Wyoming has become home to the new utility-scale solar and wind power plants as energy markets react to increased demand for the low-carbon energy, comprising renewable resources. How can Wyoming, with its abundant wind and solar resources, engage in these emerging businesses while still conserving the state’s prized landscape, wildlife habitat and open spaces?
The Ruckelshaus Institute situated at University of Wyoming held a collaborative approach to create policy proposals for evaluation by state leadership to examine this and related concerns. Ten proposals have been made by Wyoming Renewable Energy Siting Collaborative.
Private wildlife and environmental organizations, landowners and ranchers, individual project developers, renewable energy trade associations, and county governments were among the 9 invited players in Wyoming Renewable Energy Siting Collaborative, which represented a broad range of interests and stakeholders. Between December 2020 to July of this year, the group convened nine times.
Tax policy, federal-state income transmission development, sharing, and supply-chain manufacturing were among the topics discussed by the committee. The Wyoming Industrial Siting Division, Wyoming Wildlife and Natural Resource Trust and the Wyoming Game and Fish Department all provided information and advice to the organization.
Following these discussions, the collaborative participants feel that Wyoming can improve parts of renewable energy project siting and permit, as well as increase efficiency while protecting vital natural habitats. The group agreed on ten broad recommendations aimed directly at state offices and particular to siting and allowing renewable energy generation infrastructure in Wyoming, with the comprehension that any formal regulation or policy change was going to only be made through official state processes that included public participation.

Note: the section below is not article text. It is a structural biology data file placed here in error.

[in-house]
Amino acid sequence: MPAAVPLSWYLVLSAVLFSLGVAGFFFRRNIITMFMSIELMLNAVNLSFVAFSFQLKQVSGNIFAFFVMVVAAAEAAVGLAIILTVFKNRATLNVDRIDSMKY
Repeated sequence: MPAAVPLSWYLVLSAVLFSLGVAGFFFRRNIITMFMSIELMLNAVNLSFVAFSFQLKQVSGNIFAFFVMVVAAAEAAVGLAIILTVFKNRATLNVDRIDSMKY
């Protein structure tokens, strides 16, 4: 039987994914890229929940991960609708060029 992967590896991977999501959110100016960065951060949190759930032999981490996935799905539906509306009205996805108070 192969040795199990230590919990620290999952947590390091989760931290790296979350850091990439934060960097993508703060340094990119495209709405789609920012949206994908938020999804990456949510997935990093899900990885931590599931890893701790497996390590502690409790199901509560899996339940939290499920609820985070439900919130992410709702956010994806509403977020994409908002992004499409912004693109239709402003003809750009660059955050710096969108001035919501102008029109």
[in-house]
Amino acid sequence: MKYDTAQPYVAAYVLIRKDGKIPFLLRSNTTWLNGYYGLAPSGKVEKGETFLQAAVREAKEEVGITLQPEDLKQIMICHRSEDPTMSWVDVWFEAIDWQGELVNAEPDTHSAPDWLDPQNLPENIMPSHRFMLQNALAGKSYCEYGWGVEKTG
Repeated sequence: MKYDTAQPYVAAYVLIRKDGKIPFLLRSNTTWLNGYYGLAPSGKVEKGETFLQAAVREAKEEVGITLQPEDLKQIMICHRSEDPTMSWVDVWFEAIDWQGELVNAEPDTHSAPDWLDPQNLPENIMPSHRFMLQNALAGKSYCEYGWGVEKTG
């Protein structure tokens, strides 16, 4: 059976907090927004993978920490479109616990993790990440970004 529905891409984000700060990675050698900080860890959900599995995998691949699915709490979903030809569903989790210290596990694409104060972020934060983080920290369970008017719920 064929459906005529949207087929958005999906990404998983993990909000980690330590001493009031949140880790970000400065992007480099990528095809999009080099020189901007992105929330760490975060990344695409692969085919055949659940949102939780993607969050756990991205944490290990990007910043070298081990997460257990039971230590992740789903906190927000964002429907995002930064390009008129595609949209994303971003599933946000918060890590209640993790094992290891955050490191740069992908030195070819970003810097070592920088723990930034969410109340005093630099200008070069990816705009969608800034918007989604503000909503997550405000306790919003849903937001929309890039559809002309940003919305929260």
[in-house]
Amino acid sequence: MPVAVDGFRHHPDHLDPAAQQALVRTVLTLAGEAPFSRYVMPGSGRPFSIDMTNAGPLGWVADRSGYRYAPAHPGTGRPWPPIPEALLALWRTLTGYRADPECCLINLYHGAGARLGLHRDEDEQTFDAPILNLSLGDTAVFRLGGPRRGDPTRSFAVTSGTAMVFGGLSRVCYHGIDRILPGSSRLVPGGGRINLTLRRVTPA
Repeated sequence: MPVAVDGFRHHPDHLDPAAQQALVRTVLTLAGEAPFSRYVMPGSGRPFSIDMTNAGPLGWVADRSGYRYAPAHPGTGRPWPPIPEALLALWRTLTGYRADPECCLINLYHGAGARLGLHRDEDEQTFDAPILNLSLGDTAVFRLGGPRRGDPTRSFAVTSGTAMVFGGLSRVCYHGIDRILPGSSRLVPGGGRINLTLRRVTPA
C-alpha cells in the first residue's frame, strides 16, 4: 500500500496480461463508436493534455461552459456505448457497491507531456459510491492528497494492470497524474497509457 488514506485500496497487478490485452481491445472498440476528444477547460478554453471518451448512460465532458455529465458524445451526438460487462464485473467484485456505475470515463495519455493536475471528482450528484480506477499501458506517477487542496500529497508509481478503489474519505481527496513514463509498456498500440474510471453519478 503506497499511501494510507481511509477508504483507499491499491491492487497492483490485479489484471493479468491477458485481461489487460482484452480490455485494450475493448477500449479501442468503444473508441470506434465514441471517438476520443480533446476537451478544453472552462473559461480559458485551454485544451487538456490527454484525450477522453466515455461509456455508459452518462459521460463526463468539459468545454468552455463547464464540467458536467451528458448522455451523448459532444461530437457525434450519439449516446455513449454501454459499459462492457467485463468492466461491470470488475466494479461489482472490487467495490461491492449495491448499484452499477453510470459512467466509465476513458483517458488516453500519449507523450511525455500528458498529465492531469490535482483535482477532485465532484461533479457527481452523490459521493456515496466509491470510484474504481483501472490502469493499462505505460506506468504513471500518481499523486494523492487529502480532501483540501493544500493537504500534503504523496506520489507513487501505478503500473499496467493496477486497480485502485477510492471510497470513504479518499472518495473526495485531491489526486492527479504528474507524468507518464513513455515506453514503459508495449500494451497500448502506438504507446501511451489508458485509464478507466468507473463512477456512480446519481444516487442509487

Steve Smutko, who works as the Spicer Chair for the Collaborative Practice at Ruckelshaus Institute, who led the process, says, “I was extremely impressed by the depth of involvement from the collaborative members.” “This is a critical and complicated subject, and I hope the state leaders will consider these ideas as they examine how to best manage the renewable power development coming to Wyoming.”
By undertaking and communicating related studies and promoting collaborative decision-making, the Ruckelshaus Institute, which is a division of the UW’s Haub School of the Environment and Natural Resources, progresses the comprehension and resolution of the complex environmental and natural resource challenges and facilitates stakeholder-driven alternatives to environmental challenges.
Renewable energy sources produced around 15% of Wyoming’s electricity in 2020, with wind power representing four-fifths of the state’s renewable energy. Wyoming boasts some of the best wind resources in the country, particularly in the state’s southeast region.